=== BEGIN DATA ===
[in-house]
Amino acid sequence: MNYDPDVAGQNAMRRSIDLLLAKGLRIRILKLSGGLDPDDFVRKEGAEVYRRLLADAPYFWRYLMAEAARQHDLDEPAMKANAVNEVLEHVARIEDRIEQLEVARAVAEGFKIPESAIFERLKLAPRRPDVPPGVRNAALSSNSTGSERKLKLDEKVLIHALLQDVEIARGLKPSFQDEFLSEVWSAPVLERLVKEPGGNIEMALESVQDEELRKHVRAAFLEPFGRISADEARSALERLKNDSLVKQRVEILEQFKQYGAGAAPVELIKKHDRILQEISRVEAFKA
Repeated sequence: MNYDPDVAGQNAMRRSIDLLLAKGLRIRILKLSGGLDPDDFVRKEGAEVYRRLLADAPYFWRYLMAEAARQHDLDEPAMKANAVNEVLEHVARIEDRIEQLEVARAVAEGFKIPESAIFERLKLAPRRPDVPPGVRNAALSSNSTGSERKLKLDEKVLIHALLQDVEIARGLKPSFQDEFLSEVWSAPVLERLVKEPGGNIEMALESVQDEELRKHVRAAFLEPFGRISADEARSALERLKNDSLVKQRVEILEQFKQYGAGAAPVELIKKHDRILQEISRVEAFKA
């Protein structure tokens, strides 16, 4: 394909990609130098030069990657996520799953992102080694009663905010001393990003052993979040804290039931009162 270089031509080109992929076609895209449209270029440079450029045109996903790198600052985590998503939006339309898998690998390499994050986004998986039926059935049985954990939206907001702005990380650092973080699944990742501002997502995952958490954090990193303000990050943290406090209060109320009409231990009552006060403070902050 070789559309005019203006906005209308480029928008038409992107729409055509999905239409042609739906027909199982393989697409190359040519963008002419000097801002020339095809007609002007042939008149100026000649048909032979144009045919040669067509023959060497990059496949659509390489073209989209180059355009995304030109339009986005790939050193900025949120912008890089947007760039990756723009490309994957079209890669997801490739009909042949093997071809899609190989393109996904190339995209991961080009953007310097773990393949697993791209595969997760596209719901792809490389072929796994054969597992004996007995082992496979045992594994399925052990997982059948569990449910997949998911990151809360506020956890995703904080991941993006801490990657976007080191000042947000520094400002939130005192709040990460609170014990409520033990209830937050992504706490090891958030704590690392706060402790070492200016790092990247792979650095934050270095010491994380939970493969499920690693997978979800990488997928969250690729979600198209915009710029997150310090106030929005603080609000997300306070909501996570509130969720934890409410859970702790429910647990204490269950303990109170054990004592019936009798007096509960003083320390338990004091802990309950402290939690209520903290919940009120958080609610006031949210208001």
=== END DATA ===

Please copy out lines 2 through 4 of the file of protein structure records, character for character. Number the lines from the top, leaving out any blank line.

Amino acid sequence: MNYDPDVAGQNAMRRSIDLLLAKGLRIRILKLSGGLDPDDFVRKEGAEVYRRLLADAPYFWRYLMAEAARQHDLDEPAMKANAVNEVLEHVARIEDRIEQLEVARAVAEGFKIPESAIFERLKLAPRRPDVPPGVRNAALSSNSTGSERKLKLDEKVLIHALLQDVEIARGLKPSFQDEFLSEVWSAPVLERLVKEPGGNIEMALESVQDEELRKHVRAAFLEPFGRISADEARSALERLKNDSLVKQRVEILEQFKQYGAGAAPVELIKKHDRILQEISRVEAFKA
Repeated sequence: MNYDPDVAGQNAMRRSIDLLLAKGLRIRILKLSGGLDPDDFVRKEGAEVYRRLLADAPYFWRYLMAEAARQHDLDEPAMKANAVNEVLEHVARIEDRIEQLEVARAVAEGFKIPESAIFERLKLAPRRPDVPPGVRNAALSSNSTGSERKLKLDEKVLIHALLQDVEIARGLKPSFQDEFLSEVWSAPVLERLVKEPGGNIEMALESVQDEELRKHVRAAFLEPFGRISADEARSALERLKNDSLVKQRVEILEQFKQYGAGAAPVELIKKHDRILQEISRVEAFKA
């Protein structure tokens, strides 16, 4: 394909990609130098030069990657996520799953992102080694009663905010001393990003052993979040804290039931009162 270089031509080109992929076609895209449209270029440079450029045109996903790198600052985590998503939006339309898998690998390499994050986004998986039926059935049985954990939206907001702005990380650092973080699944990742501002997502995952958490954090990193303000990050943290406090209060109320009409231990009552006060403070902050 070789559309005019203006906005209308480029928008038409992107729409055509999905239409042609739906027909199982393989697409190359040519963008002419000097801002020339095809007609002007042939008149100026000649048909032979144009045919040669067509023959060497990059496949659509390489073209989209180059355009995304030109339009986005790939050193900025949120912008890089947007760039990756723009490309994957079209890669997801490739009909042949093997071809899609190989393109996904190339995209991961080009953007310097773990393949697993791209595969997760596209719901792809490389072929796994054969597992004996007995082992496979045992594994399925052990997982059948569990449910997949998911990151809360506020956890995703904080991941993006801490990657976007080191000042947000520094400002939130005192709040990460609170014990409520033990209830937050992504706490090891958030704590690392706060402790070492200016790092990247792979650095934050270095010491994380939970493969499920690693997978979800990488997928969250690729979600198209915009710029997150310090106030929005603080609000997300306070909501996570509130969720934890409410859970702790429910647990204490269950303990109170054990004592019936009798007096509960003083320390338990004091802990309950402290939690209520903290919940009120958080609610006031949210208001």